winter morning
walking to school we see
our words

a sudden accumulation
at the window

winter storm warning:
ninety percent chance
of freedom!

I’ve been drawn to haiku again this week. It’s like standing by the door frame in the kitchen to be measured. Maybe if I go back to the same place, I’ll be able to see how much I’ve grown. This time I’ve been thinking about the challenge of writing haiku that are both surprising and meaningful. Sometimes I come up with interesting images and words, but even I’m not sure what they add up to. Other times, the meaning is too clear and too familiar. The trick is to set up fresh images that give the reader an experience of unfolding understanding. And, as always, there’s the question of audience: will these images, these words, these meanings speak to kids?

For more Poetry Friday go to Tabatha Yeatts at The Opposite of Indifference.

(c) 2013 Elizabeth Ehrenfest Steinglass, all rights reserved

Dear Teacher,
Please, never
The red
Of stop and blood.
How about blue?
The color of endless skies…
Be sure to write
So I can read.
Read so I can write
Better the next time.
Tell me,
How did I do? Not
Did I do
What I was supposed to do. Not
Did I write
Your point of view.
What effect did my words have on
You? Did I
Amuse? Did I
Confuse? Did I
Persuade you to think another way or lose you
When I took a sudden
Turn? Show me where
I went right
So I know
To do it again.
Yes, I want to spell and punctuate
But not until
My story’s straight.
Remember, I’m learning.
Remember, this is hard.
Ask yourself
How would you like me
To grade you?


Last Friday, Tara at A Teaching Life wrote about the devastating effects that unsupportive comments and grades can have on young writers. I was really touched by the crumpled student paper she found on the floor. Only days before, my son had brought home a paper with a confusing grade and comments he needed help to decipher. I did appreciate that the comments supplemented the circled numbers on a rubric. I can see the advantages of rubrics, but even as a parent (and not the actual writer) they seem unsatisfying, and a very different approach to student writing than I was taught when I went to graduate school years ago. All of this mixed together inspired the poem above.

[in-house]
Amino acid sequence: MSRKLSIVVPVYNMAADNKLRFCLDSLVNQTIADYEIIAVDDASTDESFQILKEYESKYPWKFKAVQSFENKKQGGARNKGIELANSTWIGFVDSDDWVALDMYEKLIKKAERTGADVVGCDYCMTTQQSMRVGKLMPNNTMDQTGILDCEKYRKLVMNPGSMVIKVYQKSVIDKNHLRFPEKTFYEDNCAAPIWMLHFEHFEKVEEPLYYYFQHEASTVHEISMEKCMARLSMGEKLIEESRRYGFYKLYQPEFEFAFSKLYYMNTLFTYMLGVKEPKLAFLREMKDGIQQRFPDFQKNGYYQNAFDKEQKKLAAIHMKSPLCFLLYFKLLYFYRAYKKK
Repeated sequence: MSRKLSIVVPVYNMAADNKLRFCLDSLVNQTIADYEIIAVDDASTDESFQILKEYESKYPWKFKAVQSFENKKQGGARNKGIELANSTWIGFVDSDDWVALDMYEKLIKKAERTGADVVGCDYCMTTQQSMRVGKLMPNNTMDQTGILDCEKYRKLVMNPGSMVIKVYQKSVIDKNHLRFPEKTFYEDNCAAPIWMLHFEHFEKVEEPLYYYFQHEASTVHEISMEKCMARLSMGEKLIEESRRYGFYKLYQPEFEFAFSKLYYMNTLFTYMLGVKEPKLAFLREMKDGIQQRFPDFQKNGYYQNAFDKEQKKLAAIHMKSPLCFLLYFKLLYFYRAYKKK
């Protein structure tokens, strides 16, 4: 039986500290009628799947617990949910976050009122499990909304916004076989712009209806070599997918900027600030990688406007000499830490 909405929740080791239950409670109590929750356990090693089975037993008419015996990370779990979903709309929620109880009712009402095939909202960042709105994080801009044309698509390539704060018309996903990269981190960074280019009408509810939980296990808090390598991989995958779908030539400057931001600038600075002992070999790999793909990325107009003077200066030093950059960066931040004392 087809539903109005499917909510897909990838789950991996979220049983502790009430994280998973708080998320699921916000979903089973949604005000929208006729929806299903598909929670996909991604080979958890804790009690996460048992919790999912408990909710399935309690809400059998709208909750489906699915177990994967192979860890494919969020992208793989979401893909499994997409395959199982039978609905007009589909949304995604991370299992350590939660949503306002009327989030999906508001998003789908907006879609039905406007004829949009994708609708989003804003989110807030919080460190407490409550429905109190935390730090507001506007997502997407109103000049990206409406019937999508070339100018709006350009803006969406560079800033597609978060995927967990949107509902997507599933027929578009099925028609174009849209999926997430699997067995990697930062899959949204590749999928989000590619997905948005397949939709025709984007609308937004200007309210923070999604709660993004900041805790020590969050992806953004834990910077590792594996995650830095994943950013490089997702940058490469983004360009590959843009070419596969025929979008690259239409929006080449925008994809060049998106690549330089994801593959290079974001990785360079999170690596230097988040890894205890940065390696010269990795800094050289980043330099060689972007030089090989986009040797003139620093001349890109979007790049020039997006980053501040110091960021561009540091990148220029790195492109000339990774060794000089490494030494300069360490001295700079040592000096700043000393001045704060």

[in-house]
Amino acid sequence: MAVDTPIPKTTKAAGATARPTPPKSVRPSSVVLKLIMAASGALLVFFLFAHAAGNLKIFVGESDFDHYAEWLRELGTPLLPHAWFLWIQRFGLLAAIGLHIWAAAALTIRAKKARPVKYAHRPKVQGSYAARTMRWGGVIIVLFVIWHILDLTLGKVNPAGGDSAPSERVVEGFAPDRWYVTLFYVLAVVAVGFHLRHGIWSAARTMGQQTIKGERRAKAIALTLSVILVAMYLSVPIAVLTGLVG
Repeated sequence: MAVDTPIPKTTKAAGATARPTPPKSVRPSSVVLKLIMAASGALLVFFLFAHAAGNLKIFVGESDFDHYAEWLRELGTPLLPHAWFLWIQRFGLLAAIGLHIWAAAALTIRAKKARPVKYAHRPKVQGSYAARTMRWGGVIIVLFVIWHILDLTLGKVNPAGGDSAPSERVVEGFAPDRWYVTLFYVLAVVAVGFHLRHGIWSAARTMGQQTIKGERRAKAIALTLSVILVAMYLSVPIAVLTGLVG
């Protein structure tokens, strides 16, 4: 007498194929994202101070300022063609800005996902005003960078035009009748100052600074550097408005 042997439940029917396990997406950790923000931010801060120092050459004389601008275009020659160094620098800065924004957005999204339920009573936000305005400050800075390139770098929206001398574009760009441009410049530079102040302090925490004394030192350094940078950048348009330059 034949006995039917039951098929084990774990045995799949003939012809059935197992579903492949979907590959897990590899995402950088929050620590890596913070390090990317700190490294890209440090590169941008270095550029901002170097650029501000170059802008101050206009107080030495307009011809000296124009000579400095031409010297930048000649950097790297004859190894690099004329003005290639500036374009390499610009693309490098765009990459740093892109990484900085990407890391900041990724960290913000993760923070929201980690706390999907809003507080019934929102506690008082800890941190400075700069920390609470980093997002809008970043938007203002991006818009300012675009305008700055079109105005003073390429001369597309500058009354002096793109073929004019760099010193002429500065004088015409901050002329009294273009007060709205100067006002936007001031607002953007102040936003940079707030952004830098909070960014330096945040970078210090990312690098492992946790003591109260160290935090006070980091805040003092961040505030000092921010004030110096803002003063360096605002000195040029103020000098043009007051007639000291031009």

For more Poetry Friday, visit Violet Nesdoly.

(c) 2013 Elizabeth Ehrenfest Steinglass, all rights reserved

Photo: Jerome Liebling, Mt. Holyoke Art Museum

Your dress hangs
At the top of the stair
A ghost
Without a soul
So we can compare
Your pleats and stitches
To the dress of the day
With its bunches and bulges
And know your every day
Was your own


In the next room
The docent locks the door
With an imaginary key,
“Ah, Maddie—“
She recites,
“Freedom is here!”
Then she points
To the bare table,
The made bed,
The empty basket,
The Franklin stove
Pulled from the wall.


Making my excuses,
I slip
Through the door and stare
At the place
Where you aren’t
I want to grab
Your gown
Run to the garden
Let it fly—
But in my mind
I find it
Hooked on a branch
Floating, going
I stuff my ticket stub and the nub
Of an old pencil
In your pocket
Before going


In December while visiting friends in Amherst, I went on a tour of the Emily Dickinson Museum. Our guide was lovely and incorporated Dickinson’s poetry into her description of the home and Dickinson’s life and times. The contrast between the living woman and the lifeless house was disconcerting, yet it seemed somehow resonant with the poet’s feelings of being most free within the confines of her home, her room, her words.
If you’re ever in Amherst, I highly recommend the Museum and the tour.


For more Poetry Friday, visit Renee at No Water River.

(c) 2013 Elizabeth Ehrenfest Steinglass, all rights reserved

All day long
He hides
From view,
In the darkness
Under beds,
In the corners
Children dread.
Then at night
He skims
The walls,
The shadow
Of a cat
Long gone.

Three of the best things about visiting Grandma are her two large dogs and her cat, Houdini. Unfortunately, Houdini doesn’t seem to enjoy our visits. He hides day and night, so seeing him is a special treat.

For more Poetry Friday visit Matt at Radio, Rhythm & Rhyme.

(c) 2013 Elizabeth Ehrenfest Steinglass, all rights reserved